After purchasing the Rubi stone cutting machine, my work developed immediately as I could now cut more accurately, and cut thinner slices. I have been able to cut beads of the same size and the time needed to sand down has reduced dramatically allowing for larger more creative pieces. I created a new body of work for a local exhibition called ‘Made’ showing work of contemporary craft makers in Caithness. This work went onto show at Groundwork Gallery in Kings Lynn. I have been able to take on commissions that require confidence in delivering work that I know will work as opposed to experimental works.

 Ultimately this award has allowed me to make work I would never have been able to without the purchase of this machine.  I am now developing display ideas using the stone cutter which will enhance my silversmithing work and now plan to develop ideas for contemporary home wear and larger items.’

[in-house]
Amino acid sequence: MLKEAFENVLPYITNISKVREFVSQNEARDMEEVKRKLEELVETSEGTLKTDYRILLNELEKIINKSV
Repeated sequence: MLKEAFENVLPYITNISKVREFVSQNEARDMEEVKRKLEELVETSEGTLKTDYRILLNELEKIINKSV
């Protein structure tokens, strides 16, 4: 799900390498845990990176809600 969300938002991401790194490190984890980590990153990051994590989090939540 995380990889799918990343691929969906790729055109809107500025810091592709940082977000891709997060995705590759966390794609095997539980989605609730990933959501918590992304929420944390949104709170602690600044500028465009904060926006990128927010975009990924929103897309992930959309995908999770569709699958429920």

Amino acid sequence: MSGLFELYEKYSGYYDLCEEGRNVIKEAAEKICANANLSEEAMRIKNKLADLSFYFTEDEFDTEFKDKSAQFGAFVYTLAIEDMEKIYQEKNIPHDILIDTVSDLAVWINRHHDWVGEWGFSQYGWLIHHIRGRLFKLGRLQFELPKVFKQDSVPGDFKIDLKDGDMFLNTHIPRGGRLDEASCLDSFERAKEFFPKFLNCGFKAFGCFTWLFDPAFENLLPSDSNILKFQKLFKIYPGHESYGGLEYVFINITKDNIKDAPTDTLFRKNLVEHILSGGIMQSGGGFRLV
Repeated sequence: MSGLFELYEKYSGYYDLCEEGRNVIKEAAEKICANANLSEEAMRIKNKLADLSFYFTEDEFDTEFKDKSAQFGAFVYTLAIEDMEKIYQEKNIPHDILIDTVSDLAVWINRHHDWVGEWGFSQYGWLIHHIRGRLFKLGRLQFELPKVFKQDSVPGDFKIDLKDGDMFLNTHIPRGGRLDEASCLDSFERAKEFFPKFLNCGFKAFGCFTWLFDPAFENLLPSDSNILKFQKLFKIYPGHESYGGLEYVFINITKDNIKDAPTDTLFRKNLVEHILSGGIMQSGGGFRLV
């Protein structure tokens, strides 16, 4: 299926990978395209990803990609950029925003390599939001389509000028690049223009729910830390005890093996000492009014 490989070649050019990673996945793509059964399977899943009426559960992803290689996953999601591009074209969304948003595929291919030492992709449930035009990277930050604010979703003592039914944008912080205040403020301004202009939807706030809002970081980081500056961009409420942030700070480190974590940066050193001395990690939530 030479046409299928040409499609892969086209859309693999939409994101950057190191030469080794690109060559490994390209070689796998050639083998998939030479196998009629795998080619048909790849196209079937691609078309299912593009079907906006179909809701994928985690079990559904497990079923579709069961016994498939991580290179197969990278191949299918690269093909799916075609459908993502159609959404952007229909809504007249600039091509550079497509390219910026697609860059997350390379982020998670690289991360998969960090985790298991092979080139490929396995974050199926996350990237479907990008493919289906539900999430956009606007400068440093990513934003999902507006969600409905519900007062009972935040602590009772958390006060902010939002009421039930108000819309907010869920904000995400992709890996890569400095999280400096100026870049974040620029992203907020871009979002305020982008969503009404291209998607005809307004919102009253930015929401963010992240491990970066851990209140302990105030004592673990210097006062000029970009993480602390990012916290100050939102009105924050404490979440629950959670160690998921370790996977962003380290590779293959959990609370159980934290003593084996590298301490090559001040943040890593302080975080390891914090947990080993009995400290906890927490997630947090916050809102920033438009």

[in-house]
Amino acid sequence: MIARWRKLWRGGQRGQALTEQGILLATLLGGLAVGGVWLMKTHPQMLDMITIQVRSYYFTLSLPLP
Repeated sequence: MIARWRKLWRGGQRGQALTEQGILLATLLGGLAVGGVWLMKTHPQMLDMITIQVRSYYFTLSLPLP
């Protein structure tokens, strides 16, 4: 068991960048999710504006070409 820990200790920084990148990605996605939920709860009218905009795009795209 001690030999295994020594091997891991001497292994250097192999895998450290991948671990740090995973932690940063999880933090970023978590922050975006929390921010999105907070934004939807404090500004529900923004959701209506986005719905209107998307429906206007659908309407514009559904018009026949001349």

Lukasz Latkiewicz, £1000

wooden toysrocking horse

To purchase a CNC machine that will decrease time necessary to create wooden toys, cut the costs, improve quality, expand range of our products.

‘The CNC machine has changed the whole process of developing and creating our wooden toys. Small size of the machine makes possible carving our products on a small space (we don’t need to rent a big workshop anymore and that by itself has been a huge saving enabling us to decrease price of every toy by about 50%. I can also create designs on my computer and turn them to live with incredible precision and quality. Thanks to this machine we save a lot of time because the machine carve toys itself. We are still learning about our new machine and there is lots of improvements that we can do.’